“The European Commission is also endeavouring to expand the Southern Gas Corridor to access the vast gas resources of the Central Asian countries, including potentially Iran,” the source said.

IV. Gas storage

Iran may also cooperate with Azerbaijan in gas storage activities. Trend News Agency reported on February 8, 2014 that:

The Iranian oil minister also said that about the issue of storing Iranian gas in Azerbaijan, the two countries are to hold negotiations over the coming days.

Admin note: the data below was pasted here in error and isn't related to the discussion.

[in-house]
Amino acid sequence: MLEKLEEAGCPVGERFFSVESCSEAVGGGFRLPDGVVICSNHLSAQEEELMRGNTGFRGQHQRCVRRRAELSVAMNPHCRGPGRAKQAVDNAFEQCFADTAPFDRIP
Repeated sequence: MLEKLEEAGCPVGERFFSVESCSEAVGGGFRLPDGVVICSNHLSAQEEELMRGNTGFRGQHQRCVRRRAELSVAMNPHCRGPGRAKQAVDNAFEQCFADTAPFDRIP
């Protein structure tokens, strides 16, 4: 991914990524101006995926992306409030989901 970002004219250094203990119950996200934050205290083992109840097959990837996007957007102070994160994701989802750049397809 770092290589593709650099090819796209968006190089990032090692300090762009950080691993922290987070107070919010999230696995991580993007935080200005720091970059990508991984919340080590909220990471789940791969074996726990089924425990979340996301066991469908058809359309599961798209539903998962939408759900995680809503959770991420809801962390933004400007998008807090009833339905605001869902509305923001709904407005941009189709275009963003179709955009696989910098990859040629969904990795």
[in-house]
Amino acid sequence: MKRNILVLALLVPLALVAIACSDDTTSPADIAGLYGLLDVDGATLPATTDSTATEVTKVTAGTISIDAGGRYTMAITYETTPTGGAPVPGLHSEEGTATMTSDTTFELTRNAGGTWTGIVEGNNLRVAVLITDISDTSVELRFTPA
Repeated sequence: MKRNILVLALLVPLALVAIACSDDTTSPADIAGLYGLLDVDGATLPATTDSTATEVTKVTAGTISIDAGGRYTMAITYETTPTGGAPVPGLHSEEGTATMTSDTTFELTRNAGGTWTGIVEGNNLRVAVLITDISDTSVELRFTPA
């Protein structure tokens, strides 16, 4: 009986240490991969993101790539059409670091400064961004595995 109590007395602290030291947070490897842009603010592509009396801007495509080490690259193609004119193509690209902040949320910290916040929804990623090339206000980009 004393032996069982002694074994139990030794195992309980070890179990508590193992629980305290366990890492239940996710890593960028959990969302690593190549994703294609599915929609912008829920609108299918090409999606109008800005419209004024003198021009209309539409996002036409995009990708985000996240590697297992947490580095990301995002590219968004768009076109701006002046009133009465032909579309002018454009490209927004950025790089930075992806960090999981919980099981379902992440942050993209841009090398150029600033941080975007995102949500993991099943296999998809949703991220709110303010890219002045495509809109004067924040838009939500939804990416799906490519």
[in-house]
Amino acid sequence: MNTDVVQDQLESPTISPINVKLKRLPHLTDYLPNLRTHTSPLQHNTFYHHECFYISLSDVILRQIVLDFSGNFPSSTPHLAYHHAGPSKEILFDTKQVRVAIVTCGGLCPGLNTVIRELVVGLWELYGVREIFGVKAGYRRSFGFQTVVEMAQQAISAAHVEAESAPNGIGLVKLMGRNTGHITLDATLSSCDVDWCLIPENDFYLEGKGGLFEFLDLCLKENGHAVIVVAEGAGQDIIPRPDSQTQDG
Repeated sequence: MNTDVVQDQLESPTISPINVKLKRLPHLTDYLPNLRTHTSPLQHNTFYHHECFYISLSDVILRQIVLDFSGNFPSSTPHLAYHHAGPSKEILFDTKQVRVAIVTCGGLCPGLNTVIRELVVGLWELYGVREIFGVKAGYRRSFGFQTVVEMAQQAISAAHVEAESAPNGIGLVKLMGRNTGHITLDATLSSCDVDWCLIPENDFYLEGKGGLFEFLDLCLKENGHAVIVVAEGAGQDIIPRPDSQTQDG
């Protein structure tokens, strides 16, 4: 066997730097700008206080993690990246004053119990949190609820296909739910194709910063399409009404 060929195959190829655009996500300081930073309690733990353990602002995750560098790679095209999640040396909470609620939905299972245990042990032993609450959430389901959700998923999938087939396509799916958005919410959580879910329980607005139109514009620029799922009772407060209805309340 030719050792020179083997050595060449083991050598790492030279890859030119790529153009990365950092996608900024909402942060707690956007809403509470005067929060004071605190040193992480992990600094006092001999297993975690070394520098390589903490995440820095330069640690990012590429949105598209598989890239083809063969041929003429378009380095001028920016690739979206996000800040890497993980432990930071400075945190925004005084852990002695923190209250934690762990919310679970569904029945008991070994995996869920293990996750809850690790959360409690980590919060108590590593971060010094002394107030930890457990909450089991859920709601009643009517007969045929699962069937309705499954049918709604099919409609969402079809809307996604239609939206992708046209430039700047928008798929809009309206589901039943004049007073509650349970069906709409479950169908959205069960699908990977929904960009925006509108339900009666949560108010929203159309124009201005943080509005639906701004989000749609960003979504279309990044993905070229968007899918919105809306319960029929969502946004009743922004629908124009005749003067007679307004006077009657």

Iran’s gas production in winter is less than the country’s consumption. But in summer Iran produces several billion cubic meters of surplus gas. The country stores some of the surplus gas in Shoorijeh and Sarajeh gas storage facilities to pump to the national gas network in winter. The facilities’ stored gas stood at 2 billion cubic meters in autumn.

Two Azerbaijani natural gas storage facilities that may be used for this purpose are Kalmaz and Garadag. Their total capacity is 5 billion cubic meters.

Khatinoglu.blogspot.ca also confirmed the above information on May 20, 2015:

Azerbaijan has two natural gas storage facilities, Kalmaz and Garadag, with a total capacity of 5 billion cubic meters. The two facilities currently store only 3 billion cubic meters of gas, so Iran could store around 2 billion cubic meters of its surplus gas in the facilities, and receive them back in winter.